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Filed under: Research

Finding Information On Objects In The Metropolitan Museum of Art – A Quick Guide

Almost all of the Museum’s accessioned objects can be found on the Museum’s website

These are recommended steps to help you search for information about objects in the Museum’s permanent collection.

1. Search the object database on the Museum’s website.

  • Go to the Art tab on the home page of the website, and then click on Collection.  Enter the object accession number (or appropriate key words) and click search.  The accession number is a unique number assigned to each object in the Museum’s collection and can be found on the object label or wall text in the galleries.
  • If you do not have the accession number, search by the artist’s last name and/or a keyword from the title of the work (e.g., bruegel harvesters), or keyword (e.g., armoireor a phrase that describes the work (e.g., “art deco” in quotation marks).  Use the options under “Filter” to narrow your results to a particular department, time period, geographical location, object type or artist/culture.
  • The object record will contain basic information about the work as well as an image or multiple imaged if available.   Images can often be enlarged and downloaded
  • There may also be links to the gallery label, a catalogue entry, signature information, provenance, exhibition history, references, essays from the Timeline of Art History, or links to MetPublications (online copies of hundreds of books published by the Metropolitan Museum of Art).
  • Search WATSONLINE or another library catalog to locate the citations found under References.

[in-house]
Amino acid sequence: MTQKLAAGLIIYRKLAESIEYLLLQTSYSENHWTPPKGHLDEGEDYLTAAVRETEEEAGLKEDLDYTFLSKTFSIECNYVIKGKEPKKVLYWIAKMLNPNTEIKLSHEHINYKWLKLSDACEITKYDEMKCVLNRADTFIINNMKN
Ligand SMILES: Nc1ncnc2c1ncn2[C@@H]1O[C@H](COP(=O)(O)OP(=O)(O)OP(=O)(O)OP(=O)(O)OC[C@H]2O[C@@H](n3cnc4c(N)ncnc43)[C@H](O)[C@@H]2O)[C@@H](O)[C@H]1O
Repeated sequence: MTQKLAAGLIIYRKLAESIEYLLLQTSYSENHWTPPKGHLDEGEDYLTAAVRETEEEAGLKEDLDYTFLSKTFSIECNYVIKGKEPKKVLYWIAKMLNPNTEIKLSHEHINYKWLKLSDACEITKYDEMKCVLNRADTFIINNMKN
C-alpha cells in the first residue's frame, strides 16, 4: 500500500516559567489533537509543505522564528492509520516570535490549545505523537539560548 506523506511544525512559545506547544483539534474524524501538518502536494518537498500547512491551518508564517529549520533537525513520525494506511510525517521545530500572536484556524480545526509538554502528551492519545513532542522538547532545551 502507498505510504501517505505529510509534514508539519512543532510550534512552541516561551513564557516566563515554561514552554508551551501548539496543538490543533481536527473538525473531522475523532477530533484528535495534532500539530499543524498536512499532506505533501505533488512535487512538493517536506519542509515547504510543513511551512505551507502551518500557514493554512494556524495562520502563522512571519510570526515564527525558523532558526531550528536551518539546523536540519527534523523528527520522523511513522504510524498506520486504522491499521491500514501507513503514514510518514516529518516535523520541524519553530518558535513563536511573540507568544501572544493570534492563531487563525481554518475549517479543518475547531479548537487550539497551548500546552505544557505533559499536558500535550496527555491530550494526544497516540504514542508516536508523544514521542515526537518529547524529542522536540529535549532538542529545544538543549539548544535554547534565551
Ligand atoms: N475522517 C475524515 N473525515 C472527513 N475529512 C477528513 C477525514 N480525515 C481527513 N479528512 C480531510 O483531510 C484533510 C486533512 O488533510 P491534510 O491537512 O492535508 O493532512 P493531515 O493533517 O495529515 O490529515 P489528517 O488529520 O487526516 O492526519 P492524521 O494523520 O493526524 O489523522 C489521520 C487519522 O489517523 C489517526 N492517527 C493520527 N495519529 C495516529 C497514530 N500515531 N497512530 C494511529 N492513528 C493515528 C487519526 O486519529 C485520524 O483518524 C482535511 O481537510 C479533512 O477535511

2. Search the Heilbrunn Timeline of Art History

  • The Timeline of Art History is on the website under the Art tab.  It is worth checking the Timeline for information about your object even if there isn’t a specific link to the Timeline from the object record in Collection online.
  • The Timeline might feature the specific object you are looking for; OR, you can search for information on the time period, artist, culture, form, style or medium of the object and find valuable contextual information, e.g., Ming Dynasty (1368-1644).

3. Search MetPublications  

  • MetPublications contains online versions of over 1,500 titles published by the Museum since 1964. They are all full text searchable using the Google books viewer and out of print publications can be downloaded as full text PDFs.
  • MetPublications, unlike WATSONLINE, can be searched using an accession numbers as a keyword.

4. Search the Museum’s Online features 

  • Some objects are documented in podcasts and other media, available through the Online Features link on the website under the Art tab

5. Search Watson Library’s Digital Collections 

  • Watson Library’s Digital Collections contains over 45,000 digitized items including all know publications produced by the Museum from 1870-the 1970s. The full database is keyword searchable, including by accession number.

6. If the object is not on the Museum’s website, or if you need more information than you find on the website, try the following

  • Search the MMA Bulletinand Journal in JSTOR (you need to be in the Museum or have a subscription through your college or university) by the artist’s last name and the exact title of the work, or by keywords from the title or description of the work.
  • If you know that the object was in an exhibition, search for the exhibition catalog in WATSONLINE (  Not every exhibition has a catalog, but most do.
  • Look in relevant MMA collection catalogs that describe the permanent collection (many of the Museum’s objects are discussed in these catalogs).  Nolen Library has many of these catalogs; Watson Library has all of them.
  • Consult the Audio Guide scripts (ask library staff in Nolen).
  • Contact the Central Catalog (central.catalog@ to find out if the object may be docu­mented there; you will receive an email response with available information.

ASK A REFERENCE LIBRARIAN FOR HELP! Email the reference desk at or call 212-650-2225

Even if there is no pub­lished research on a specific object, a great deal can still be learned by research­ing its context.